On Thursday, August 4th, Secretary Margaret Spellings spoke to state legislators at the American Legislative Exchange Council’s annual meeting in Grapevine, Texas. The following are excerpts from articles in The Houston Chronicle (reported by the Associated Press) and The Dallas Morning News:
Education chief defends No Child law
"Calling the federal No Child Left Behind Act ‘good policy and good politics,’ U.S. Education Secretary Margaret Spellings defended the landmark education law Thursday….
Spellings said No Child Left Behind is a partnership, not a mandate, and she reiterated her pledge to address states' concerns about testing special education students and those who speak limited English.
‘I know as well as you do that the hard work of educating our children doesn't happen in Washington, D.C.,’ Spellings told hundreds of people at a meeting of the American Legislative Exchange Council….
Spellings also said big gains on the 2004 National Assessment of Educational Progress show the law is working. The nation's 9-year-olds posted their best reading and math scores in more than 30 years on the test, sometimes referred to as the nation's report card."
‘No Child’ working, education chief says
"U.S. Education Secretary Margaret Spellings demonstrated her continued staunch support of the No Child Left Behind Act in a speech before the American Legislative Exchange Council's 32nd annual meeting.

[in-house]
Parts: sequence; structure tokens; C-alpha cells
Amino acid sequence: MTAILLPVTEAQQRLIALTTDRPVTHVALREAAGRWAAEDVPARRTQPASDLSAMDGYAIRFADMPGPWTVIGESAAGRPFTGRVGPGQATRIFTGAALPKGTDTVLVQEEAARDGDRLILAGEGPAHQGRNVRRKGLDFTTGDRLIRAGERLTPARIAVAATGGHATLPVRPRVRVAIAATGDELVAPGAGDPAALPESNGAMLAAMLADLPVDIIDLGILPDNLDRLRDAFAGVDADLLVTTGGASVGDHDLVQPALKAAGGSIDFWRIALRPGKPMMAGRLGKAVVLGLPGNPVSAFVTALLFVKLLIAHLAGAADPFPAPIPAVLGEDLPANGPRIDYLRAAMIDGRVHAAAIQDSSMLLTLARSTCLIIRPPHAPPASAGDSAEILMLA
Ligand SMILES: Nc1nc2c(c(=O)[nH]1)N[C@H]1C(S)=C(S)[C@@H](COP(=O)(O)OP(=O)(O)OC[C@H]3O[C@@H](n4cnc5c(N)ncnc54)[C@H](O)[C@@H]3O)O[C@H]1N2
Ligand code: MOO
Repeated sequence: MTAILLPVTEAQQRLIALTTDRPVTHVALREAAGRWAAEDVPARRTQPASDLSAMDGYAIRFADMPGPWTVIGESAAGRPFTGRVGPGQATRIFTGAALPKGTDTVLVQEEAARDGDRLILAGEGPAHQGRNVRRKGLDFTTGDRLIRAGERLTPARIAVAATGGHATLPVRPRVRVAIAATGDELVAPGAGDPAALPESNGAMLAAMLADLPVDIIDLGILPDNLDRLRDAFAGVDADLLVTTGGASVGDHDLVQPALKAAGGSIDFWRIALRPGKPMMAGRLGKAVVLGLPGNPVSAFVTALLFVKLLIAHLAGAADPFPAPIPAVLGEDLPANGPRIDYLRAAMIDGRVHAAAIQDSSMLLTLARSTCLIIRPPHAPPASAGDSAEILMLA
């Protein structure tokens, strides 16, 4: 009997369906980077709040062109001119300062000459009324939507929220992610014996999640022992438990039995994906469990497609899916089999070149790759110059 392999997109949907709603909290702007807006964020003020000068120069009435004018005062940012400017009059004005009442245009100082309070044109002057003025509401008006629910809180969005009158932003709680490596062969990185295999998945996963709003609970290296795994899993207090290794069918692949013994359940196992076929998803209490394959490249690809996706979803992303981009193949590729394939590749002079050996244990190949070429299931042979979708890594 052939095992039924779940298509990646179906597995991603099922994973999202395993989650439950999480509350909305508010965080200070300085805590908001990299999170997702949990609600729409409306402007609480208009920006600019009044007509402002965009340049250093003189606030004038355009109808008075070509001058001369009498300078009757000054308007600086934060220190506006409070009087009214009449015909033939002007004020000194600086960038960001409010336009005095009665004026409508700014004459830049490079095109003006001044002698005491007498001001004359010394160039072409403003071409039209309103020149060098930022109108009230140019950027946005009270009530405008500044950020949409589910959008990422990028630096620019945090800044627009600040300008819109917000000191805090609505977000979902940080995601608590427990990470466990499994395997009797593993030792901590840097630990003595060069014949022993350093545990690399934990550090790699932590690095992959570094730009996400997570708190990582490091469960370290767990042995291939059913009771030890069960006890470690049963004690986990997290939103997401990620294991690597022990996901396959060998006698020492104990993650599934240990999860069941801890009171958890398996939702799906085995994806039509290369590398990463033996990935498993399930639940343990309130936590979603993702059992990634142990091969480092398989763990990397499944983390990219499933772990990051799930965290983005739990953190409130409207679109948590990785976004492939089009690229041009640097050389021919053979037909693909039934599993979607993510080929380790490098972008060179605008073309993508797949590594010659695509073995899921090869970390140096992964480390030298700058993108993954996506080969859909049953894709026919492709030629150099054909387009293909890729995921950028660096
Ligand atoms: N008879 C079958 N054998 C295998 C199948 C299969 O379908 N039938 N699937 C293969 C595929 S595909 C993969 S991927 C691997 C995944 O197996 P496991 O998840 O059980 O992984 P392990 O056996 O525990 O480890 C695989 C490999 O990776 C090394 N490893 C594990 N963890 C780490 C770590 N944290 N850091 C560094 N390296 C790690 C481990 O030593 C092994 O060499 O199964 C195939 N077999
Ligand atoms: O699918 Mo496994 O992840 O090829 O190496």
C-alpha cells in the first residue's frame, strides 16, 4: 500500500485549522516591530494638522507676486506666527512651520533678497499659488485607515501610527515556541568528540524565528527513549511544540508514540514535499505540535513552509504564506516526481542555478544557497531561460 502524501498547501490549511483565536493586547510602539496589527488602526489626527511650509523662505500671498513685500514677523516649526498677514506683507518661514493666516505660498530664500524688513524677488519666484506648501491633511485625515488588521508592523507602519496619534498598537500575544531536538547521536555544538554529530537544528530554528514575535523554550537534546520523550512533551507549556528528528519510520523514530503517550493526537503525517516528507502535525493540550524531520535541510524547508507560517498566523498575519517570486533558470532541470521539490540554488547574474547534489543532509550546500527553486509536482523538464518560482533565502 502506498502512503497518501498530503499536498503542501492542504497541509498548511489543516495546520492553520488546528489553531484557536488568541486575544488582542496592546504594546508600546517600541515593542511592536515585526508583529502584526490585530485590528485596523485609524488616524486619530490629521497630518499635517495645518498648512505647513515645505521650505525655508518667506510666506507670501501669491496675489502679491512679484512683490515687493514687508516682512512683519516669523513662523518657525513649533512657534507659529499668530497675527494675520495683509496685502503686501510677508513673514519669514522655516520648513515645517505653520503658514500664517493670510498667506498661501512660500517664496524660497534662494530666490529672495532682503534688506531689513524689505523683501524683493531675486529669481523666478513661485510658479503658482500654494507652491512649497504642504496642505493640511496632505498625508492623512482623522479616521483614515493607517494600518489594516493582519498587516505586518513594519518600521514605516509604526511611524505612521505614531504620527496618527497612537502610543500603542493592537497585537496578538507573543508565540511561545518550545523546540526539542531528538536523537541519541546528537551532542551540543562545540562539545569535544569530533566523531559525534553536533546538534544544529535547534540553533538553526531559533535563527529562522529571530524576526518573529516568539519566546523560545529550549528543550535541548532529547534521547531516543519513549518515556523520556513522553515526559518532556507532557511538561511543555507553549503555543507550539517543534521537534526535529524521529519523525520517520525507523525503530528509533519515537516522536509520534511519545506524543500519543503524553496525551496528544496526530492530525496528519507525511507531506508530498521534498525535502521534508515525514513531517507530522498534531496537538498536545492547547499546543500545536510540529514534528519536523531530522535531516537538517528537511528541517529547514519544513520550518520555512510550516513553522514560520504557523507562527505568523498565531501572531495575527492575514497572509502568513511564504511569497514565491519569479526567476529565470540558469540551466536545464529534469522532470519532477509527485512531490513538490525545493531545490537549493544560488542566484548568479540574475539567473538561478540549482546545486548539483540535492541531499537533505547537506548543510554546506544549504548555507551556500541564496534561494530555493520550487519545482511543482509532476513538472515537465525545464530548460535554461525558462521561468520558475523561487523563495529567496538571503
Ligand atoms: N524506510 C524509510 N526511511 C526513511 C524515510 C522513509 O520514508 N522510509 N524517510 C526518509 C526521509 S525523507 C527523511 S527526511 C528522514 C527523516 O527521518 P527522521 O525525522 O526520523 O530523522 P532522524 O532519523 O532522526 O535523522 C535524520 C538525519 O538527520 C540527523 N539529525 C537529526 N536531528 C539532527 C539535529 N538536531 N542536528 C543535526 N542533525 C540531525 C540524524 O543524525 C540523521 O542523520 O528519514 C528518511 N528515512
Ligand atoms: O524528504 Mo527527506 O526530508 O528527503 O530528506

‘The American people see education as a value, not an issue,’ she said. ‘That's why the majority of adults in our country say that a high-quality public education system is the most important factor in our country's global success.’
The secretary spoke one day after President Bush addressed the group, and she referenced her time working for Mr. Bush on education reform when he was governor of Texas.
‘I saw that he truly believed then – as he does now – that every single child can learn,’ she said….
Ronald Forster, a Georgia lawmaker, said he and several other state legislators recently sat down with her to discuss the negative response to No Child Left Behind. Mr. Forster said he asked Ms. Spellings why the act asked for an unobtainable 100 percent graduation rate.
‘Why not have a high goal like 95 percent? Something more reasonable,’ he said. ‘She looked at me and said, "OK – who do you want to leave behind?"’"
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